[3] See, e.g., Franck, supra n. 1; Frank J. Garcia, “Justice, the Bretton Woods institutions, and the problem of inequality,” in John Jackson and William J. Davey (eds.), The Future of International Economic Law (Oxford: OUP, 2008), pp. 23-44.
[4] “CETA: EU and Canada agree on new approach on investment in trade agreement” (Feb. 29, 2016), available at http://europa.eu/rapid/press-release_IP-16-399_en.htm.
[5] See, e.g., Benedict Kingsbury and Stephan Schill, “Investor-state arbitration as governance: fair and equitable treatment, proportionality and the emerging global administrative law,” IILJ Working Paper (Global Administrative Law Series, 2009).
The material in this Perspective may be reprinted if accompanied by the following acknowledgment: “Frank J. Garcia, ‘Investment treaties are about justice,’ Columbia FDI Perspectives, No. 185, October 24, 2016. Reprinted with permission from the Columbia Center on Sustainable Investment (www.ccsi.columbia.edu).” A copy should kindly be sent to the Columbia Center on Sustainable Investment at [log in to unmask].
For further information, including information regarding submission to the Perspectives, please contact: Columbia Center on Sustainable Investment, Daniel Allman, [log in to unmask].
  • No. 184, Lukas Linsi, “Less compelling than it seems: rethinking the relationship between aggregate FDI inflows and national competitiveness,” October 10, 2016.
  • No. 183, Karl P. Sauvant and Güneş Ünüvar, “Can host countries have legitimate expectations?,” September 26, 2016.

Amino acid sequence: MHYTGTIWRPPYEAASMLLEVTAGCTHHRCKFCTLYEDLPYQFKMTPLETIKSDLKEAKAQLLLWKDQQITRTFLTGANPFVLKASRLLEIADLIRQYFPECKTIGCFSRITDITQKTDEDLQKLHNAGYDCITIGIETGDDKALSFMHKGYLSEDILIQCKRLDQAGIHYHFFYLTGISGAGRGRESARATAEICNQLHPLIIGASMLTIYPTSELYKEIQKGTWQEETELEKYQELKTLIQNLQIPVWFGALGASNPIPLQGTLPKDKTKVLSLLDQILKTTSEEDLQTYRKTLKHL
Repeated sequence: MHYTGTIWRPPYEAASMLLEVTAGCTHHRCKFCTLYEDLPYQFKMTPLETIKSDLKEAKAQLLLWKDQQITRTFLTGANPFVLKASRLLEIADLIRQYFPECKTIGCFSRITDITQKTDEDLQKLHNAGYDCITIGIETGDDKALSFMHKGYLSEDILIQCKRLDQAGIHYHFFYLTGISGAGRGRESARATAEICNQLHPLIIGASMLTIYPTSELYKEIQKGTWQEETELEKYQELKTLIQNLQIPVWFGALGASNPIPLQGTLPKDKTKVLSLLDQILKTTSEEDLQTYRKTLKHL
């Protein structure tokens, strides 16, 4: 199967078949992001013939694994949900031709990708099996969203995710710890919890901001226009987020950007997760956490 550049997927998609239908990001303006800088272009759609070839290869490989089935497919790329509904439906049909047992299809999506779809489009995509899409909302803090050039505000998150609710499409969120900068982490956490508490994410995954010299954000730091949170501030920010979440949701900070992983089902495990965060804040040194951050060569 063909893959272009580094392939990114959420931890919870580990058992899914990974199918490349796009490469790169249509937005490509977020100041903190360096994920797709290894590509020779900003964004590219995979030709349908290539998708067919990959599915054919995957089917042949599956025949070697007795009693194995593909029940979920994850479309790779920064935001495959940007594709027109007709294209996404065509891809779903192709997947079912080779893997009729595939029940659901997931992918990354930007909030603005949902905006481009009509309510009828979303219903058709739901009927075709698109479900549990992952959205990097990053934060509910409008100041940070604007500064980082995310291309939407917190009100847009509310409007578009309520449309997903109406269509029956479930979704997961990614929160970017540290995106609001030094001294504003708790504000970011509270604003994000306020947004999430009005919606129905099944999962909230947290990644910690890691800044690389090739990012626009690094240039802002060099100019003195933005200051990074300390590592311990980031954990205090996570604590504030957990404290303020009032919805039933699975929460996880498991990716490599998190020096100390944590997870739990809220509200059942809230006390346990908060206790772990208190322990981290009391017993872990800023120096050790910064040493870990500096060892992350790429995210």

• No. 182, Tania Voon and Andrew D. Mitchell, “Philip Morris vs. tobacco control: two wins for public health, but uncertainty remains,” September 12, 2016.
All previous FDI Perspectives are available at http://ccsi.columbia.edu/publications/columbia-fdi-perspectives/

Other relevant CCSI news and announcements
  • On October 31, 2016, CCSI's Fall 2016 International Investment Law and Policy Speaker Series continues with Allan Rosas (Judge, European Court of Justice). The remaining speaker in the series will be Mark Wu. The series, co-sponsored by Crowell & Moring LLP, Baker & McKenzie LLP and Investment Claims, will be moderated by Ian Laird, Grant Hanessian and Kabir Duggal. This talk is also co-sponsored by the European Legal Studies Center and is part of our week-long event, “EU Judges Visit Columbia Law School.” All talks will take place at Columbia Law School, Jerome Greene Hall. Select presentations will be webcast; please see our website for the schedule and more details. No registration is required.
  • From October 31 - November 3, 2016, join us for "EU Judges Visit Columbia Law School." CCSI and the European Legal Studies Center will host two distinguished Judges– Allan Rosas, Court of Justice of the EU, and Savvas Papasavvas, General Court of the EU– for a week of discussions on matters of investment, trade, legal challenges in the EU, and other timely developments in EU and International Law. For details on the lunchtime and evening talks throughout the week, please click here.
Columbia Center on Sustainable Investment
Columbia Law School - Earth Institute
Columbia University
Copyright © 2016 Columbia Center on Sustainable Investment (CCSI), All rights reserved.
[log in to unmask]

Our mailing address is:
Columbia Center on Sustainable Investment (CCSI)
Columbia Law School - Earth Institute, Columbia University
435 West 116th Street
New York, NY 10027

Add us to your address book

unsubscribe from this list    update subscription preferences 

Email Marketing Powered by MailChimp

AIB-L is brought to you by the Academy of International Business.
For information: http://aib.msu.edu/community/aib-l.asp
To post message: [log in to unmask]
For assistance: [log in to unmask]
AIB-L is a moderated list.